Search Suspended for Downed Air Force B-52 Near Guam

HAGATNA, Guam – The U.S. Coast Guard today suspended a search for survivors of a U.S. Air Force B-52 which crashed more than 25 miles off shore July 21.

A Coast Guard search and rescue command center in Apra Harbor coordinated a massive search effort involving U.S. Coast Guard, Air Force, Navy, National Guard, Drug Enforcement Agency and Guam Fire and Police Departments.

At approximately 6:30 p.m. today (GST), the last searches for survivors were completed. However, debris recovery efforts will continue. The Coast Guard crafted search plans for more than 49 different air and surface missions and search units scoured more than 7,000 square miles — an area 35 times the size of the island of Guam.

“It’s extremely difficult to suspend this search,” said Capt. Thomas Sparks, the senior Coast Guard officer in Guam and the commanding officer of the Coast Guard’s Sector Guam.

“We had excellent search conditions for the past three days, excellent support from our Department of Defense and Guam Territorial Government partners. Our hearts go out to the families of the victims and the entire Coast Guard grieves for their loss.”

The Coast Guard cutter Assateague — a 110-foot patrol boat with a 16-person crew home ported in Apra Harbor — was on scene for the entire search, which began about 11 a.m. Monsay near the B-52’s last known position, estimated to be more than 25 miles northwest of Apra Harbor.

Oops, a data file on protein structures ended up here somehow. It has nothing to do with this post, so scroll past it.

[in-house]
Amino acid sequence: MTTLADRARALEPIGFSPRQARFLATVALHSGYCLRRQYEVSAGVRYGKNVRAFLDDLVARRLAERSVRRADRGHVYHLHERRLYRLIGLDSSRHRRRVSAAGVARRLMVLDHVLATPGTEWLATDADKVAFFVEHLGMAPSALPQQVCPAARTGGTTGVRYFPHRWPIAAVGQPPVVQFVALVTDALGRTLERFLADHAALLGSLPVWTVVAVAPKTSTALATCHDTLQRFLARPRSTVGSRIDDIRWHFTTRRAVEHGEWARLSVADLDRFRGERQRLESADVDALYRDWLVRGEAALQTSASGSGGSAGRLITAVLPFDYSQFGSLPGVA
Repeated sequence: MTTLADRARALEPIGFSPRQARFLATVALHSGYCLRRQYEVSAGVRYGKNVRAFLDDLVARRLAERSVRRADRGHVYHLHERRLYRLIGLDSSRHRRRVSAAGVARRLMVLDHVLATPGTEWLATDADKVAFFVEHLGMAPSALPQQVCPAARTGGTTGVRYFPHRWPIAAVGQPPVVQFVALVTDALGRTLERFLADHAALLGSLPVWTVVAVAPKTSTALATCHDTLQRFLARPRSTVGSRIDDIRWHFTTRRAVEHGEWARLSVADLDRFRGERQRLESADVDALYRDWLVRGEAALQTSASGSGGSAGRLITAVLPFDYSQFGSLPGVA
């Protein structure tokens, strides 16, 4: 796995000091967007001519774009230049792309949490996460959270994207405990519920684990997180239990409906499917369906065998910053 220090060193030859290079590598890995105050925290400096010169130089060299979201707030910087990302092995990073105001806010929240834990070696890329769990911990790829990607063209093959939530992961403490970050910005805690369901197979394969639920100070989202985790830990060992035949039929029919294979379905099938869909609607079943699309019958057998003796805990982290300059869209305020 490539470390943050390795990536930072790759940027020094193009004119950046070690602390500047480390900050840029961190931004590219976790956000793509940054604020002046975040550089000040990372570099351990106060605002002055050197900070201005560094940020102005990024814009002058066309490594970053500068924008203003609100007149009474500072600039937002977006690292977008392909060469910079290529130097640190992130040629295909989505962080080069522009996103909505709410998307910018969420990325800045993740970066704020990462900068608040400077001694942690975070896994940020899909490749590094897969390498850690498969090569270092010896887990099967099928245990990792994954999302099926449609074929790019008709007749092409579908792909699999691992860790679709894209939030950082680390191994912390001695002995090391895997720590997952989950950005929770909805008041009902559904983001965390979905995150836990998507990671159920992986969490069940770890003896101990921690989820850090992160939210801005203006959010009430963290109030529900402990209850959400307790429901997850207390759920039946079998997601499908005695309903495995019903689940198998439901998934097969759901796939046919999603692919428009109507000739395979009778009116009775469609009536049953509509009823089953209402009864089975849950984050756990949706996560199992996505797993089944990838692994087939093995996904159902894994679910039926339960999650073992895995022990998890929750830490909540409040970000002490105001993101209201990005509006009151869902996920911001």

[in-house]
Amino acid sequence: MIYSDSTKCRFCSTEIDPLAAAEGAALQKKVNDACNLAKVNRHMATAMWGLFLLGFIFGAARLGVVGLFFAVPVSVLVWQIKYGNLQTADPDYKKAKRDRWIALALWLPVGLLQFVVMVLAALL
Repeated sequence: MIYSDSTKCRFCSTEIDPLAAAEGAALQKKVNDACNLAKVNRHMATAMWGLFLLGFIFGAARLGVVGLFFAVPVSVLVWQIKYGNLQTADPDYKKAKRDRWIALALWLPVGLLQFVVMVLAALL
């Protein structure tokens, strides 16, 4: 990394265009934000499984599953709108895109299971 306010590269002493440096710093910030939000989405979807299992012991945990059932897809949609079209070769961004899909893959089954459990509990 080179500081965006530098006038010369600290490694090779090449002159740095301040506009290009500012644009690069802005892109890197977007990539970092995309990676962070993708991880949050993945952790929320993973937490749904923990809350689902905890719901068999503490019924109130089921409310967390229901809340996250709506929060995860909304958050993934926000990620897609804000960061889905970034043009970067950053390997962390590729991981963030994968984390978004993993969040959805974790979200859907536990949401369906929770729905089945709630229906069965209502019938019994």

The Assateague’s crew reported favorable search conditions the entire time, with light winds out of the east at 5 to 10 knots and seas of two feet. Last night, searchers had good visibility with the moon at 86 percent illumination.

The Coast Guard devised search patterns from its command center in Apra Harbor and took into account natural factors –such as wind, sea current and on scene weather — to expand the search for survivors who may have drifted in the water.

Search crews today reported some light showers, but mostly optimal search conditions.

Crews aboard two MH-60S Knighthawks from a Navy helicopter squadron on Guam, a Navy P-3 Orion from Kadena Air Force Base in Japan and two Air Force F-15s searched the past three days. The Coast Guard cutter Kukui, a 225-foot buoy tender with a crew of 48 and home ported in Honolulu, was also deployed for the search along with two Coast Guard Sector Guam 25-foot small boats, a Guam Fire and Rescue Boat and a Guam Police Department Boat.

The Air Force reported the B-52 carried almost 19,000 gallons of JP-8 jet fuel, but there is no sign of a pollution threat.

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